Moore Square Meals Ministry-- Provides meals to the hungry at Oak City Outreach Center on the 2nd and 3rd Saturdays of every month. Without this ministry, the homeless would not have food on the weekend. Next year, this ministry will move to a new facility next to the men’s shelter. John Young and Elizabeth White are the coordinators.
Catholic Parish Outreach--This ministry serves food by being the largest food pantry in Wake County for needy families and individuals in our community. Parishioners can choose to help with greeting or interviewing clients, packing or distributing food bags, or sorting and distributing children’s clothing. They are needed to work one day a month (Mon.-Sat. (9:30-1:30). CPO is located at 2013 N. Raleigh Blvd. Mary Overcash is the coordinator.
AS YOU CAN SEE, YOU ARE NEEDED! Contact the coordinator through office e-mail:firstname.lastname@example.org or leave a message at 919-865-8966. Come multiply loaves.
---Barbara Molinari Quinby, MPS
Director of Social Justice Ministries
Holy Name of Jesus Cathedral, Raleigh, NC
Mini-reflections on the Sunday scripture readings designed for persons on the run. "Faith Book" is also brief enough to be posted in the Sunday parish bulletins people take home.
From today’s Gospel reading:
One of Jesus’ disciples...said to him,
"There is a boy here who has five barley loaves and two fish,
but what good are these for so many?"
Jesus has noticed the hungers of our world. He asks us the same question he asked his disciples: "Where can we buy enough food for them to eat?" Like his disciples, we see the people’s needs and our own inadequacies as well. We shrug our shoulders and say, "We just don’t have enough to feed them!" But Jesus wants to address their hungers. He takes what few gifts we place at his disposal, our "barley loaves," blesses them and feeds the hungry with them.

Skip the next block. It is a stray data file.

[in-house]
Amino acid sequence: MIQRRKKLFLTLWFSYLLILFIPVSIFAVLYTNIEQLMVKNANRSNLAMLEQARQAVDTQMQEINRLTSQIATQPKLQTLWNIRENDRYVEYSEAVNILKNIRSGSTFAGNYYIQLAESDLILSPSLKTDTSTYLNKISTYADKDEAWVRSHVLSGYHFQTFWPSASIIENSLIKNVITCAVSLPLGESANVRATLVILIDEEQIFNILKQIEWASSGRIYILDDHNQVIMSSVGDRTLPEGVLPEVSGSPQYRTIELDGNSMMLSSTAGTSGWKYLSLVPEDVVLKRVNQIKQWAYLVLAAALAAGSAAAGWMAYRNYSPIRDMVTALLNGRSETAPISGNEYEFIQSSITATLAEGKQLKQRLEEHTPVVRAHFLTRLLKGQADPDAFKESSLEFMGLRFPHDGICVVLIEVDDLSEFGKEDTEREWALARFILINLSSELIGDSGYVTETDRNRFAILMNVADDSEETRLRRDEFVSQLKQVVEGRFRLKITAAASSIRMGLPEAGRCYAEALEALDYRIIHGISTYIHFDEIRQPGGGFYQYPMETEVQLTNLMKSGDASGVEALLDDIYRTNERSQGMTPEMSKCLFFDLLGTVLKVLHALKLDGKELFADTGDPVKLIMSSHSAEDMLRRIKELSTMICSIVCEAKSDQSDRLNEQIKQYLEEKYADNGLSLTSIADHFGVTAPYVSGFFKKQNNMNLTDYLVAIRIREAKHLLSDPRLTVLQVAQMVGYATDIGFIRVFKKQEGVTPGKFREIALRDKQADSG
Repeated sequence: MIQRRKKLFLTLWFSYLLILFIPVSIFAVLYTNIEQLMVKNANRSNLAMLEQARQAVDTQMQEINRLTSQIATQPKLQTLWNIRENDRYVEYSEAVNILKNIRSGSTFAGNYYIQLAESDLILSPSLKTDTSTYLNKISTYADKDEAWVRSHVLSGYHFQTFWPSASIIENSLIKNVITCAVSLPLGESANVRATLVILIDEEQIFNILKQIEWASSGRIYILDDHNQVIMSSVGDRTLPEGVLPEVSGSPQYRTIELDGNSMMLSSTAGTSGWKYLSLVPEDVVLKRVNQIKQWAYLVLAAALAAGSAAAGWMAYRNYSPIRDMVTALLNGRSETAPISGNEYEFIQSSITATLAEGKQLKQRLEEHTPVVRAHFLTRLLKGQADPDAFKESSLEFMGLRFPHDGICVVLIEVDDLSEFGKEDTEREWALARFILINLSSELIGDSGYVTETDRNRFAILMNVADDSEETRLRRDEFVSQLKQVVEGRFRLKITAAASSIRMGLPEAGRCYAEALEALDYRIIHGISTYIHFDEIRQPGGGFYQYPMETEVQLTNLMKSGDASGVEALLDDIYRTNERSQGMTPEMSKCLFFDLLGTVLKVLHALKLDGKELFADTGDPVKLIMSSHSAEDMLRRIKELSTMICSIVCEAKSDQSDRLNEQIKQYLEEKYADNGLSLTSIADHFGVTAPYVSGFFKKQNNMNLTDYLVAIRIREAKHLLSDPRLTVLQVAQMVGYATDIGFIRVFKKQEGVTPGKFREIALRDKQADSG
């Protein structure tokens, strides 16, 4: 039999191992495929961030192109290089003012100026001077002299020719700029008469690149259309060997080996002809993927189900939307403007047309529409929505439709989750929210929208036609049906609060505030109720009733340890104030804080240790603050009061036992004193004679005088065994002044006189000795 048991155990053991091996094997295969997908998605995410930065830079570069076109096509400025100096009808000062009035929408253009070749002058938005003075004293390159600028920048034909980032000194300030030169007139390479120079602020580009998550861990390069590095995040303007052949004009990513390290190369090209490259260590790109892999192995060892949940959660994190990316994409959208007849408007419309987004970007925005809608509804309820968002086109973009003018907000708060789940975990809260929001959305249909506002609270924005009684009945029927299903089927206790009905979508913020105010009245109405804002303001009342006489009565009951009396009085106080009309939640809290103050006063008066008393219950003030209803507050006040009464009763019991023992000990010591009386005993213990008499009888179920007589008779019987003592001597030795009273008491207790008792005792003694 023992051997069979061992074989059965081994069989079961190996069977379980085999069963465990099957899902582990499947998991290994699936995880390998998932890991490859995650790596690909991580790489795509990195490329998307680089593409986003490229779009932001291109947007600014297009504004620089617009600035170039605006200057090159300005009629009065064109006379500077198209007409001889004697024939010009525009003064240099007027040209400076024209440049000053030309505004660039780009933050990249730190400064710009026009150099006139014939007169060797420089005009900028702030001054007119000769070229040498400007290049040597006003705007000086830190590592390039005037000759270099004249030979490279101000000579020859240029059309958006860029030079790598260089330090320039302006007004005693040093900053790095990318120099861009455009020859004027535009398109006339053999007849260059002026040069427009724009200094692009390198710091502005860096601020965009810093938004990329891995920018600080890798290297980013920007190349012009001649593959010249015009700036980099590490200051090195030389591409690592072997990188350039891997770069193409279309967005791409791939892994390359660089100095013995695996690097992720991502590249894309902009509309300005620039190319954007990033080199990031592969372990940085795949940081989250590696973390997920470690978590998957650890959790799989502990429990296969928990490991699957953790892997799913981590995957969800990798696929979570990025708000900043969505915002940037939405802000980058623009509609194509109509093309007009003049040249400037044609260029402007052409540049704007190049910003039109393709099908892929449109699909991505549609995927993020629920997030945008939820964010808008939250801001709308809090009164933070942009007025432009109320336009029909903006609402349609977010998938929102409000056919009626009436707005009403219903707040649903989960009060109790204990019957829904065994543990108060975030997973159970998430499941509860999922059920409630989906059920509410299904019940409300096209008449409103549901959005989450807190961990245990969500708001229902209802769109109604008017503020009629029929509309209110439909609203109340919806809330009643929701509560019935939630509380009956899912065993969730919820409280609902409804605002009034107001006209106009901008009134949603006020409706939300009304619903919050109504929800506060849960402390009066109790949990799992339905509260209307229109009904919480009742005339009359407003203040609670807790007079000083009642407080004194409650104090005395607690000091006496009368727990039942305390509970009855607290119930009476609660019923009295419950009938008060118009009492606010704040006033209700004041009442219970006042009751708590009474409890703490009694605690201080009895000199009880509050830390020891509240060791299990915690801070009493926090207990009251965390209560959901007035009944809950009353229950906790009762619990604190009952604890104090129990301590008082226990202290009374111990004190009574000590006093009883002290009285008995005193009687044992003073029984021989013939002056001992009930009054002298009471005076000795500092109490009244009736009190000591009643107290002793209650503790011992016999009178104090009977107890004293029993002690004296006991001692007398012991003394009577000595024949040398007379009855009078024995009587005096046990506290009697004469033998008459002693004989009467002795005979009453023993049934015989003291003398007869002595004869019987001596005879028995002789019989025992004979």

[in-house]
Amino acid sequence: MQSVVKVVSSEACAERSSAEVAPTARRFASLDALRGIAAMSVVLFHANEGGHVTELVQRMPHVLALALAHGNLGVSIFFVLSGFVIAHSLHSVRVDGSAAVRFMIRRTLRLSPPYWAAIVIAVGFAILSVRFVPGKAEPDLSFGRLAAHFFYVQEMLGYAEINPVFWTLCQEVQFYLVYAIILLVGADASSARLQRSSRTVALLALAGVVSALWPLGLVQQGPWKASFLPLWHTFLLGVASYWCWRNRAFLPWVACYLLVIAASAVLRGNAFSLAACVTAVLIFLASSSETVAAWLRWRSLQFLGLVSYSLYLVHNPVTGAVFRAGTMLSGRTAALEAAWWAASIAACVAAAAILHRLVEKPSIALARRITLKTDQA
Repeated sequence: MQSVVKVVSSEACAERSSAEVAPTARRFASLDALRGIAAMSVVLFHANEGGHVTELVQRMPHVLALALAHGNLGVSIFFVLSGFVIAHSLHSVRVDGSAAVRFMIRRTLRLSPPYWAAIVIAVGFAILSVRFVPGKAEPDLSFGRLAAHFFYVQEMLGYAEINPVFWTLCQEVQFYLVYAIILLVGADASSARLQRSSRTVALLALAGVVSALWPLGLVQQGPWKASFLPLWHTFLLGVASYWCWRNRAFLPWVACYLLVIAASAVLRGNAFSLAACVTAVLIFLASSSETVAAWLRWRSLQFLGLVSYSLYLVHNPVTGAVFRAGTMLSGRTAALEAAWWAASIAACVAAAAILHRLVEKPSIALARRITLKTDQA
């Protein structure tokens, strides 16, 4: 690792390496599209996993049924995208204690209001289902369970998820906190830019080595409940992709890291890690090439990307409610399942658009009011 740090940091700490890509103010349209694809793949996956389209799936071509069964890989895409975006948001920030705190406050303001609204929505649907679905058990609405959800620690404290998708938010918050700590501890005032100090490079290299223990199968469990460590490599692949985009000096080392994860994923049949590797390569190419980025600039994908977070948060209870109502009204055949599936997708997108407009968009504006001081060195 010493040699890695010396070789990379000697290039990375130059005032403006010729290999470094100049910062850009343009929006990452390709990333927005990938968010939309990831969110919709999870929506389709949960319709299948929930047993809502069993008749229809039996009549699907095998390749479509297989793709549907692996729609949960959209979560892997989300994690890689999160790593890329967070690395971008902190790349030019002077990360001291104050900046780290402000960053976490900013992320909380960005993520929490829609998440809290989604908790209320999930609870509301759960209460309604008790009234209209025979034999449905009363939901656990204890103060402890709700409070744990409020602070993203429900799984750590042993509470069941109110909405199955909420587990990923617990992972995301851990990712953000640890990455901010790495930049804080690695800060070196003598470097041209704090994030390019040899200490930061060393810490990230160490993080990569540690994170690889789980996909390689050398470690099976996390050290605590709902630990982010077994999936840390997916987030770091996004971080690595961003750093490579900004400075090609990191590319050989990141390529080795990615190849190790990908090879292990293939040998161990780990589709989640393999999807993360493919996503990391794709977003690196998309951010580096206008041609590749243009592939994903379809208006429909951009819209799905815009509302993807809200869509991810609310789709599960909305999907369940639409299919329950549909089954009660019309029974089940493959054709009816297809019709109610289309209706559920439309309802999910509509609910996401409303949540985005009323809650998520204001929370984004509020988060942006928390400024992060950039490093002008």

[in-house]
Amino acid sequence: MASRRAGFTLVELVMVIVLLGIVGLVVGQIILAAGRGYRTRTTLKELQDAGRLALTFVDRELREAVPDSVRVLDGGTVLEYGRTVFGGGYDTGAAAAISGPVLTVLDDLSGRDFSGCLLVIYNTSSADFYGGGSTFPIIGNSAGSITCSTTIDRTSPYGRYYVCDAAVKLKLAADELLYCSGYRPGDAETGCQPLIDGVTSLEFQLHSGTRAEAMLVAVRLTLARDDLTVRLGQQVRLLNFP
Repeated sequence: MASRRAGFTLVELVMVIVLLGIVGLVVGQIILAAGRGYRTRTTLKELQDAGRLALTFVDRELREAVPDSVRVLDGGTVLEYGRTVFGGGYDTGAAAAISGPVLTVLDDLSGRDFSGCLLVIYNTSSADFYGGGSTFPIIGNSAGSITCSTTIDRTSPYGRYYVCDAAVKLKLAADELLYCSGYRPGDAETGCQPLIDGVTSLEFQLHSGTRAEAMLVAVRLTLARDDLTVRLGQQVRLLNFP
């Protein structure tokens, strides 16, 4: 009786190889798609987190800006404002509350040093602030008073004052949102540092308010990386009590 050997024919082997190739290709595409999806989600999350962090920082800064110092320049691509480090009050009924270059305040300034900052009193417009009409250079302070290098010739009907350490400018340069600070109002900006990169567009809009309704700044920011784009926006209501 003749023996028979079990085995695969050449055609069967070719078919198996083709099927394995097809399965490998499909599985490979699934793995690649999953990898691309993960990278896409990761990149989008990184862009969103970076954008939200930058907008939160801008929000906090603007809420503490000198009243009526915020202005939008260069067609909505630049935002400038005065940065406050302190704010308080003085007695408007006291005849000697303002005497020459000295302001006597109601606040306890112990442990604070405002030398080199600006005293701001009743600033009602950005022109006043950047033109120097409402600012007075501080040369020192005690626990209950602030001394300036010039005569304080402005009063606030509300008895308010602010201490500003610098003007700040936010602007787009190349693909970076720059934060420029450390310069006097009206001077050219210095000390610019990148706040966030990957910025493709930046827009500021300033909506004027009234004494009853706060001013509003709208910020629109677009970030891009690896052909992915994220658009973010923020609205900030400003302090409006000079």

So we ask ourselves:
POSTCARDS TO DEATH ROW INMATES
"One has to strongly affirm that condemnation to the death penalty is an inhuman measure that humiliates personal dignity, in whatever form it is carried out."
Inmates on death row are the most forgotten people in the prison system. Each week I post in this space several inmates’ names and addresses. I invite you to write a postcard to one or more of them to let them know we have not forgotten them. If you like, tell them you heard about them through North Carolina’s, "People of Faith Against the Death Penalty." If the inmate responds you might consider becoming pen pals.
Please write to:
----Central Prison, 4285 Mail Service Center, Raleigh, NC 27699-4285
For more information on the Catholic position on the death penalty go to the Catholic Mobilizing Network:http://catholicsmobilizing.org/resources/cacp/
Also, check the interfaith page for People of Faith Against the Death Penalty:http://www.pfadp.org/
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4. "First Impressions" is a service to preachers and those wishing to prepare for Sunday worship. It is sponsored by the Dominican Friars. If you would like "First Impressions" sent weekly to a friend, send a note to fr. John Boll, OP at the above email address.
Thank you and blessings on your preaching,
fr. Jude Siciliano, O.P.
St. Albert the Great Priory of Texas
3150 Vince Hagan Drive
Irving, Texas 75062-4736